The City Council approved a zoning change Wednesday night that would allow the construction of a refrigerated warehouse on Portland’s western waterfront that supporters say is critical to economic development in the state, particularly in the food and beverage industry.

The change will raise the height of buildings in the waterfront port development zone from 45 feet to 55 feet, and 75 feet for specific, port-related uses, including a planned cold-storage building adjacent to the International Marine Terminal.

It also has restrictions that limit the footprint of buildings and mitigates visual obstruction tall buildings would create.

The council voted 8-1 in favor of the zoning change, with Councilor Spencer Thibodeau voting against the measure. Thibodeau represents District 2, which includes residents of the West End who advocated strongly against raising the height limit to 75 feet.

“Tonight, I still think it is the right opportunity for Portland, but it is not the right height,” Thibodeau said.

The development zone in question stretches from west of the Casco Bay Bridge to Veteran’s Memorial Bridge and includes Portland Yacht Services, the International Marine Terminal and Sprague Energy. There are only a handful of landowners in the 45-acre strip of land, which has been set aside primarily for marine-related industries.


In 2015, the Maine Port Authority selected Americold, a huge cold-storage company, to construct and operate a freezer warehouse on the Portland waterfront.

This rendering shows the planned cold-storage facility west of the Casco Bay Bridge.

Officials from the Maine Port Authority and the business community have said cold storage is critical to economic development and the state’s food and beverage industry. It also will help cement the relationship between Portland and Eimskip, the Icelandic shipping company headquartered in Portland.

That decision triggered a proposal to change height rules in the zone to allow a 68-foot tall building Americold said it needed to make the project economically viable.

Initial proposals, however, raised concerns among some West End residents that changes would allow huge buildings that would block views of the Fore River and create a wall of along Commercial Street, a gateway into the city.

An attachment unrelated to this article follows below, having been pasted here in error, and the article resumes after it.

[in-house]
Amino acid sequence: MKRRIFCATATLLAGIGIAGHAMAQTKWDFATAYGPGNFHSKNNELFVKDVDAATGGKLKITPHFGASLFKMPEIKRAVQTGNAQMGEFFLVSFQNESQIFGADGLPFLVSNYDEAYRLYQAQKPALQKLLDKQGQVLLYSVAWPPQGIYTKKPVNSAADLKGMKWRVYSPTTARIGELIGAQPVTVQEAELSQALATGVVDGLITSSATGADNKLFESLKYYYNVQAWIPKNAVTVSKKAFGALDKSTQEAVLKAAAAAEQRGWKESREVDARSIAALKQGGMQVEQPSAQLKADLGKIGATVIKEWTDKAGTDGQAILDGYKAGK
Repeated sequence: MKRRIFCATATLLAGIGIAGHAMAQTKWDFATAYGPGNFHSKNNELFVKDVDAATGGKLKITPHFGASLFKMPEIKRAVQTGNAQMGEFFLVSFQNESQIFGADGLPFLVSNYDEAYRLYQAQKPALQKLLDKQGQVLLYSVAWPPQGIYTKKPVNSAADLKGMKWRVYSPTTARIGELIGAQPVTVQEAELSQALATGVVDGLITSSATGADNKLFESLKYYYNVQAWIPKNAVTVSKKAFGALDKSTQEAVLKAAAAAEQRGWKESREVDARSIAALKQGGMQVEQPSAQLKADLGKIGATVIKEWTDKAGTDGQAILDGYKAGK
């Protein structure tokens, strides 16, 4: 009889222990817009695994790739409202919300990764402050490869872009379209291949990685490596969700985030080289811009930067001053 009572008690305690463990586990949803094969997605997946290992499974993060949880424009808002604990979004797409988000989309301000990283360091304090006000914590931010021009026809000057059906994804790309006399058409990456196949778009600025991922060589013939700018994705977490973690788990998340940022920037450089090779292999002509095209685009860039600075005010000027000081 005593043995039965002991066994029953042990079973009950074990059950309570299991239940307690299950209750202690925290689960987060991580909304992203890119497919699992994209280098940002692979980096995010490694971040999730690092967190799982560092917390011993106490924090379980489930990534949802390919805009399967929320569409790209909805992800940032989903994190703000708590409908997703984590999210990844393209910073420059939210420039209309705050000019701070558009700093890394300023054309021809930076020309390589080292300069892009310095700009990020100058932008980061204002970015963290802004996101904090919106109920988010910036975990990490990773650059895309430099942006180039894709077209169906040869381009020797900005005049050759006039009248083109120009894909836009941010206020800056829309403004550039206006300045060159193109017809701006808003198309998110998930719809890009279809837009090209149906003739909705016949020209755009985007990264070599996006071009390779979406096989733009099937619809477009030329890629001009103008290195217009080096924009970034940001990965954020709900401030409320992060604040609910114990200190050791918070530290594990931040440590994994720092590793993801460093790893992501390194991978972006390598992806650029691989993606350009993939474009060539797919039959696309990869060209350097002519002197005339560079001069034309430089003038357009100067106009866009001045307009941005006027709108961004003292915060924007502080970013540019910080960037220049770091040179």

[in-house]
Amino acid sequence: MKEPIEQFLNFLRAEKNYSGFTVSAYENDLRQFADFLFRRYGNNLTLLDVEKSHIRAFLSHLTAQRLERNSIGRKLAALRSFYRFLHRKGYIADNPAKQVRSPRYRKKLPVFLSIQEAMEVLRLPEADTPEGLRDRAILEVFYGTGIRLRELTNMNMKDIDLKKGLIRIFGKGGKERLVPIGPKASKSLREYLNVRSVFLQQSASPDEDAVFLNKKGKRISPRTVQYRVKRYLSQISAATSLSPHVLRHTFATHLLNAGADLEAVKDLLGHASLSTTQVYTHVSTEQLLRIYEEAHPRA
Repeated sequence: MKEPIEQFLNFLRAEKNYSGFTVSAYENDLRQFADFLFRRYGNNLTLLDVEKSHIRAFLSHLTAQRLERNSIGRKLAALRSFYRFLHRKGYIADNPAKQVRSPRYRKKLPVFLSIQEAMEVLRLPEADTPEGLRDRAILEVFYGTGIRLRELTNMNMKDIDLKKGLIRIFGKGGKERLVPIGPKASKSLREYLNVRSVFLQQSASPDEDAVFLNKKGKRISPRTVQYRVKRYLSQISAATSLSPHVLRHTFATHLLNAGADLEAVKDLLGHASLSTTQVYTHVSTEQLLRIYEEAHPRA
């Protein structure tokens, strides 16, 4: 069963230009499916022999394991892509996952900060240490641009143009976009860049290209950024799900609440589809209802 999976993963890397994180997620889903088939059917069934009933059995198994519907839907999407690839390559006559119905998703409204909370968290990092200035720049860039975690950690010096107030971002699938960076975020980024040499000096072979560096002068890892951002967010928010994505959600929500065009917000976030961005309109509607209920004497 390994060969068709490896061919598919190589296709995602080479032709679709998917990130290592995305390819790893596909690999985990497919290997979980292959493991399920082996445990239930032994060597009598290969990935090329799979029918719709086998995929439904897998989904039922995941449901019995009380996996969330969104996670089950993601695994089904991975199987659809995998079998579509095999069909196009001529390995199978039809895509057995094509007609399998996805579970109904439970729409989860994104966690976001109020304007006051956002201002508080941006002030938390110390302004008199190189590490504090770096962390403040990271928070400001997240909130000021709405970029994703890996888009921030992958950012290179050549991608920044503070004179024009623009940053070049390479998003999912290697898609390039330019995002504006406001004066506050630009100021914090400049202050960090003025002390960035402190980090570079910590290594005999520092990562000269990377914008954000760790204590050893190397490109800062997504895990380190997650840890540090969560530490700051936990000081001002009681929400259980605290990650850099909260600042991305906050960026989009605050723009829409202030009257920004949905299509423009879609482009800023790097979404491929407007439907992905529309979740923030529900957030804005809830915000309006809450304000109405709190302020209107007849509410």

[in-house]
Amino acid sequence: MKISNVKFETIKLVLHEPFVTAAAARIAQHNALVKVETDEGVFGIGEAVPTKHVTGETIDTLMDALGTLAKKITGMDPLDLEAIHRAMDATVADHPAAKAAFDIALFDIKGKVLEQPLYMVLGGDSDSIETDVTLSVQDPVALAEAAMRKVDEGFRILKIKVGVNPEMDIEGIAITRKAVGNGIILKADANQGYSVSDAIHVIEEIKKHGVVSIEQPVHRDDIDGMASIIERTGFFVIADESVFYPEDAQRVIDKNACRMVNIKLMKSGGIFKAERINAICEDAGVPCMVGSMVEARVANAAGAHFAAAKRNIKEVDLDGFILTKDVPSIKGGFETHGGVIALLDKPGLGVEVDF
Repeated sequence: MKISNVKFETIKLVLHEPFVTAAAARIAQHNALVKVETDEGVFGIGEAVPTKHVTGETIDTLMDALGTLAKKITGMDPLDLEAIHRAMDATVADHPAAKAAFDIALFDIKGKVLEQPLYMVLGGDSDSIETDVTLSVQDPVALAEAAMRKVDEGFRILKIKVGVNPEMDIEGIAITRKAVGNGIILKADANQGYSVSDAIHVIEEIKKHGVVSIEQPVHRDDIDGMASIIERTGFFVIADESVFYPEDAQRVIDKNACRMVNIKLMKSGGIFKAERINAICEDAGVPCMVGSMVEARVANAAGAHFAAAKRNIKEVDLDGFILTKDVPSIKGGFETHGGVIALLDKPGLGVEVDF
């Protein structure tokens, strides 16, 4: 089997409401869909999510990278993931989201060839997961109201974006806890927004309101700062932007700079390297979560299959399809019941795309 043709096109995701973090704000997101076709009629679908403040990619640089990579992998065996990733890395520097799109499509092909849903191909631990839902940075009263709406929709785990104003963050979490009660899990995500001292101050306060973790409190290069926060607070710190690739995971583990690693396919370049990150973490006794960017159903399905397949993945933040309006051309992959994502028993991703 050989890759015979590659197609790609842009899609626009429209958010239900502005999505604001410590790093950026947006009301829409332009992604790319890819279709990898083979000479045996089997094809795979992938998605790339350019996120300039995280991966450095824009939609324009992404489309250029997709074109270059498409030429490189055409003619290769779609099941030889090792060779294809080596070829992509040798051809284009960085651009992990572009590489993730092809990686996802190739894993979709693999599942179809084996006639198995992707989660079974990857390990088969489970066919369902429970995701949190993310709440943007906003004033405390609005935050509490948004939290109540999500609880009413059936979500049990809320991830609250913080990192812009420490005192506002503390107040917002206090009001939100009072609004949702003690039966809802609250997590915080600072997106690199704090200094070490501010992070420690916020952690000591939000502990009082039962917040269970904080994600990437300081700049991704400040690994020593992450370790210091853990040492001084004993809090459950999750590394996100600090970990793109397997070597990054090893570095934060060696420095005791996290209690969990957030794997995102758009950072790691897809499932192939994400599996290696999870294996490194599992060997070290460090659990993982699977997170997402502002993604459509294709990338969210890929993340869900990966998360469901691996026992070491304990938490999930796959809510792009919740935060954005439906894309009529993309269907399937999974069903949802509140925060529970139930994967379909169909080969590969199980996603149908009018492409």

The zoning changes that were eventually developed went further, creating a framework that will allow the city to pursue waterfront development opportunities in the future, Planning Board Chairwoman Elizabeth Boepple told councilors. The planning board voted unanimously to recommend approval of the zoning change.

The changes were debated for almost a year and included 40 public meetings and multiple public hearings as well as multiple studies regarding the economic viability of the project.


To alleviate neighborhood concerns, the planning board approved zoning changes that allowed higher buildings, but required sight corridors between buildings, a set-back from Commercial Street and limited the size of building footprints.

“I’ve concluded the proposal before us is the wisest decision,” District 5 Councilor David Brenerman said.

“The biggest question for me, is are we going to have a 21st-century port or not.”

About two dozen residents and business owners lined up to speak on the zone changes. Many waterfront business owners and representatives of economic development agencies said the changes were critical to provide jobs and economic growth in Portland and the region. The cold storage facility would support the state’s growing food and beverage industry, and shore up the city’s relationship with Eimskip.

Phineas Sprague, owner of Portland Yacht Services, teared up as he declared that the zoning change would help him fulfill the dream of a world-class port he had when he moved to Portland 40 years ago.

“Tonight you have the opportunity to do something that is important for the city of Portland for generations to come,” Sprague said. The zoning change would allow his company to build a bigger building than currently permitted, allowing it to work on large boats like public ferries on Casco Bay.


But some residents of the West End urged the council to vote against allowing a building up to 75 feet tall. An “industrial behemoth” would scar the waterfront for generations, several warned.

Many opponents said they supported waterfront development and a cold storage building, but argued Americold had not presented any evidence to prove it needed a building that high to be economically viable – a 55-foot high building would work just as well, they argued.

“Despite two promises to demonstrate finance need for the project, it has not been demonstrated by Americold itself,” said Anne Pringle, president of the Western Promenade Neighborhood Association.

Peter McGuire can be reached at 791-6325 or at:

Twitter: @PeteL_McGuire

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